Chick-fil-A is one of the largest quick-service restaurant chains in America, and the largest specializing in chicken sandwiches. The company is known for embodying its founder’s evangelical Christian values, with Chick-fil-A restaurants closing on Sundays, Christmas, and Easter Day. It has a controversial history of funding organizations opposed to LGBTQ rights, though it has recently stepped back from this.
For a franchisee, much of the interest in Chick-fil-A comes from its distinctive financial model, which makes it inexpensive for a new franchisee. This distinctive model also means it won’t suit more ambitious and entrepreneurial franchisees.
How much is a Chick-fil-A franchise?
Setting up a Chick-fil-A franchise only costs $10,000 up front: the initial franchise fee (Item 7, FDD 2021). Because Chick-fil-A provides the premises, equipment, and almost everything else needed to get started, there are very low starting costs.
Once the restaurant is running, the expenses kick in. Franchisees pay rental fees to Chick-fil-A for the premises, equipment, and other expenses. These bring the initial investment up to between $295,412 and $2,431,608 for the first few months, depending upon factors such as the location of the restaurant (Item 7, FDD 2021). This money is taken from the restaurant’s earnings.
What is the Chick-fil-A franchise fee?
The initial franchise fee to set up your first Chick-fil-A restaurant is $10,000. This makes Chick-fil-A relatively inexpensive to buy into.
However, franchisees must pay Chick-fil-A high ongoing fees, taken out of the restaurant’s revenues. These include 15% of gross sales after various other expenses and 50% of profits from the restaurant. The premises and all the equipment are owned by Chick-fil-A, and the company charges fees for their use, as well as for insurance, advertising, technical support, signage, cash handling, and other services. There are fines for franchisees who don’t meet the standards of the franchise agreement. (Item 6, FDD 2021)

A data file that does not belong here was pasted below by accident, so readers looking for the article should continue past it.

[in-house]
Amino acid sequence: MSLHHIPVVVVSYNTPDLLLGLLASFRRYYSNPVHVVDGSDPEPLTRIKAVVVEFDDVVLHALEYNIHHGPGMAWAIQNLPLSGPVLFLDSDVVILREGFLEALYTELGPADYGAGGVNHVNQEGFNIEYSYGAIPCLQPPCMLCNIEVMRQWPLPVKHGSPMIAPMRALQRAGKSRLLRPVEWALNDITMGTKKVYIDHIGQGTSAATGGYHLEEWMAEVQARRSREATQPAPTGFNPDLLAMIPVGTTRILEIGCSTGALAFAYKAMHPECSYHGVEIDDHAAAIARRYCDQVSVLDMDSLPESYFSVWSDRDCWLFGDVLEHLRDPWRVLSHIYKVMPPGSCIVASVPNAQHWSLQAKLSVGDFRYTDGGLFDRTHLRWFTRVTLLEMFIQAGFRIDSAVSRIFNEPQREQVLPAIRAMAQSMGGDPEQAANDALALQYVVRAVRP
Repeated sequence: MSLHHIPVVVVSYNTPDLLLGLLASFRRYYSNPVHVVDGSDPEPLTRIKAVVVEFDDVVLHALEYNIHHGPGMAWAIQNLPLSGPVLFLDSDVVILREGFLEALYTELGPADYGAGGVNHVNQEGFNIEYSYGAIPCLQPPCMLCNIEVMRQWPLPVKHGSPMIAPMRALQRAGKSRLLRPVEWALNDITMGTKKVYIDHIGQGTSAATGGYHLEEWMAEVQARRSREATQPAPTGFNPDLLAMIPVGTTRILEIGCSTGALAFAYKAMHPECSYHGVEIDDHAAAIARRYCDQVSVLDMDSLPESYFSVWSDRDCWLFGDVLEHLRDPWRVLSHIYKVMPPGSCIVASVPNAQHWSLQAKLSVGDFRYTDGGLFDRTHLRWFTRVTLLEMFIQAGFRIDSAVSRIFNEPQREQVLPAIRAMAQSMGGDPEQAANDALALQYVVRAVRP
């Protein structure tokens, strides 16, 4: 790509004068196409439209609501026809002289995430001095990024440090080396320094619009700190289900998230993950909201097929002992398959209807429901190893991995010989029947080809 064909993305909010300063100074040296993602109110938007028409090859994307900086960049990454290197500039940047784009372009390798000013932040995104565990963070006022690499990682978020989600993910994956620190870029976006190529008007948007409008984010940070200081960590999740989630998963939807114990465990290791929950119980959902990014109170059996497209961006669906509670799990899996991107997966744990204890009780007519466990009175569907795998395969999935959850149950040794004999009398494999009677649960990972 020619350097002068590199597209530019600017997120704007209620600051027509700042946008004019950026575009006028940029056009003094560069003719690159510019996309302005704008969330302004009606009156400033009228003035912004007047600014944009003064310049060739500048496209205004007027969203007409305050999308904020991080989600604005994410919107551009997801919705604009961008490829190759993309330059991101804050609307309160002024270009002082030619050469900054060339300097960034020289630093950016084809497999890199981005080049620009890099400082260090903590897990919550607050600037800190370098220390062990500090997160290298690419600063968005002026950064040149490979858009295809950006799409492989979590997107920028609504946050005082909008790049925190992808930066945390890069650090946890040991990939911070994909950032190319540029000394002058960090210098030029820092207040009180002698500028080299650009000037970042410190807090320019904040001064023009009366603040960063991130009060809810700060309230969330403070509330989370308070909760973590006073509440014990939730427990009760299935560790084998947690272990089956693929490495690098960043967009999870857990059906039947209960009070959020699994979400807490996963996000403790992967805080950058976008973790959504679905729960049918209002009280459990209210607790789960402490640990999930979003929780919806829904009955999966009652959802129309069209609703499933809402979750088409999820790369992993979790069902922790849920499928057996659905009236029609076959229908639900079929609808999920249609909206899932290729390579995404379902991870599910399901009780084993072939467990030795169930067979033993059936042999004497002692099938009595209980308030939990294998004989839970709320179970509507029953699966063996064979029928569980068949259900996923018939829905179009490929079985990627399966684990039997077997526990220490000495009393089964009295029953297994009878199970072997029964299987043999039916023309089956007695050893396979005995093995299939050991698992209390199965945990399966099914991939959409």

What is the average profit for a Chick-fil-A franchise? How much does a Chick-fil-A franchise owner typically make?
Estimated average earnings for running a Chick-fil-A franchise range from $100,000 to $425,000 per year.
It’s hard to be precise on this, as Chick-fil-A doesn’t share profit figures. The average annual sales volume for an established restaurant in 2020 were $2,082,935, for a mall unit and $7,096,393 for a unit elsewhere (Item 19, FDD 2021). But the large number of fees and expenses mean that this is a long way from the operator’s earnings.
One source estimates that operators earn 5-7% of gross earnings. This would lead to an income of around $125,000 on the average mall unit, and around $425,000 for a non-mall unit. Another estimate, based on average unit volume of $4.7 million in 2019, calculated operators’ earnings at $160,000-$320,000 per year, based on 5-10% post-fees profits. At the lower end, someone claiming to be a former manager has estimated the average earnings to be $100,000-$150,000 per year.
What is the application process like for a Chick-fil-A franchise?
The application process to become a Chick-fil-A operator is extremely competitive. Each year, the company selects only around 80 out of 60,000 applicants.
The process starts with an online application. Those who get past this first stage face interviews both online and in person. Applicants have to prove that they are local to a relevant franchise location and intend to run the business full time.
It’s recommended that you attend one of the company’s webinars in advance, to get a better understanding of the process. To succeed, applicants have to demonstrate solid business leadership experience and stable finances. The company is looking for responsible, experienced managers and can afford to be picky.
What are the pros and cons of a Chick-fil-A franchise?
The pros of Chick-fil-A are low initial outlay, potentially strong earnings, and having the company take responsibility for many supply issues; the cons are limited growth opportunities.
Chick-fil-A is a well-known brand with high average gross revenues. As shown above, this can lead to high earnings. There are low initial costs and the company does much of the work franchisees have to do for themselves with other brands, such as identifying a location. As a result, the company has low turnover of operators – this is a stable job for those suited to it.
While it can be a comfortable option, it’s not suitable for an entrepreneur with dreams of expanding their business empire. Chick-fil-A operators have to run the restaurant full-time. The company won’t let you run other businesses and doesn’t usually allow expansion to multiple locations.
Because you don’t own the business, the location, or any equipment, you won’t build up equity. When you leave Chick-fil-A, all you’ll have is money you’ve saved from earnings.
Is Chick-fil-A for you?
If you’re after a secure position and can get through their application process, then being a Chick-fil-A operator looks profitable. But it won’t suit someone interested in a more traditional franchise, where you own the business and can sell it for a profit when you retire. If that’s what you’re looking for, then Franchise Chatter reviews hundreds of other opportunities and provides comparison tools to help you decide which one is best.